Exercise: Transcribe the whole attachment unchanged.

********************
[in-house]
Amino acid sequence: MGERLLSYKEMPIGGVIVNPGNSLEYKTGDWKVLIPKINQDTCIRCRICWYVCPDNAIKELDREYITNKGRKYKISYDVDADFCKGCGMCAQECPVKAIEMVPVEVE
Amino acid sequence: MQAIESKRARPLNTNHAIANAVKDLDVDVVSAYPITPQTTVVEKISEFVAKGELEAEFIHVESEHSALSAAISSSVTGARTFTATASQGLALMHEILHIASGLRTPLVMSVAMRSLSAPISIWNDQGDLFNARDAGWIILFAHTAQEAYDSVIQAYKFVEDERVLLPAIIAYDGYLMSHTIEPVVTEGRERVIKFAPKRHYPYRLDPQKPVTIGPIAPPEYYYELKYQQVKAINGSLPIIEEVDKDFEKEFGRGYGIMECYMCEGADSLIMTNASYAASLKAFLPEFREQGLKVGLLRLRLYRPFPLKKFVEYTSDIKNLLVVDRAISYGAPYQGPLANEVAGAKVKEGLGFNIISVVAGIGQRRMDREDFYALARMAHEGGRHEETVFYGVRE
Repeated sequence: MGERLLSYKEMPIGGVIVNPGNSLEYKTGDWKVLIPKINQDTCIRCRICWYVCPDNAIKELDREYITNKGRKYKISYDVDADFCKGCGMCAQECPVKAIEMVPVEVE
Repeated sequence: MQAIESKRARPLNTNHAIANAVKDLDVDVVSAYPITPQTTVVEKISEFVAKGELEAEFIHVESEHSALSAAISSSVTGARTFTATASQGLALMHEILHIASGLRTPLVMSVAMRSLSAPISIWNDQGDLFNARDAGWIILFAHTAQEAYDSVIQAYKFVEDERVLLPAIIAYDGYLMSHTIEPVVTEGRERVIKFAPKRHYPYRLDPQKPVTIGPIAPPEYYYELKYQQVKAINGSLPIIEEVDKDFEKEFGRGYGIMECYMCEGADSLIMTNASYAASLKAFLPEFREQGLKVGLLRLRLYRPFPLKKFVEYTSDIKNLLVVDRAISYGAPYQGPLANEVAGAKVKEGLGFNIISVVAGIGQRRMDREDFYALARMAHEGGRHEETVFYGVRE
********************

[in-house]
Amino acid sequence: MGERLLSYKEMPIGGVIVNPGNSLEYKTGDWKVLIPKINQDTCIRCRICWYVCPDNAIKELDREYITNKGRKYKISYDVDADFCKGCGMCAQECPVKAIEMVPVEVE
Amino acid sequence: MQAIESKRARPLNTNHAIANAVKDLDVDVVSAYPITPQTTVVEKISEFVAKGELEAEFIHVESEHSALSAAISSSVTGARTFTATASQGLALMHEILHIASGLRTPLVMSVAMRSLSAPISIWNDQGDLFNARDAGWIILFAHTAQEAYDSVIQAYKFVEDERVLLPAIIAYDGYLMSHTIEPVVTEGRERVIKFAPKRHYPYRLDPQKPVTIGPIAPPEYYYELKYQQVKAINGSLPIIEEVDKDFEKEFGRGYGIMECYMCEGADSLIMTNASYAASLKAFLPEFREQGLKVGLLRLRLYRPFPLKKFVEYTSDIKNLLVVDRAISYGAPYQGPLANEVAGAKVKEGLGFNIISVVAGIGQRRMDREDFYALARMAHEGGRHEETVFYGVRE
Repeated sequence: MGERLLSYKEMPIGGVIVNPGNSLEYKTGDWKVLIPKINQDTCIRCRICWYVCPDNAIKELDREYITNKGRKYKISYDVDADFCKGCGMCAQECPVKAIEMVPVEVE
Repeated sequence: MQAIESKRARPLNTNHAIANAVKDLDVDVVSAYPITPQTTVVEKISEFVAKGELEAEFIHVESEHSALSAAISSSVTGARTFTATASQGLALMHEILHIASGLRTPLVMSVAMRSLSAPISIWNDQGDLFNARDAGWIILFAHTAQEAYDSVIQAYKFVEDERVLLPAIIAYDGYLMSHTIEPVVTEGRERVIKFAPKRHYPYRLDPQKPVTIGPIAPPEYYYELKYQQVKAINGSLPIIEEVDKDFEKEFGRGYGIMECYMCEGADSLIMTNASYAASLKAFLPEFREQGLKVGLLRLRLYRPFPLKKFVEYTSDIKNLLVVDRAISYGAPYQGPLANEVAGAKVKEGLGFNIISVVAGIGQRRMDREDFYALARMAHEGGRHEETVFYGVRE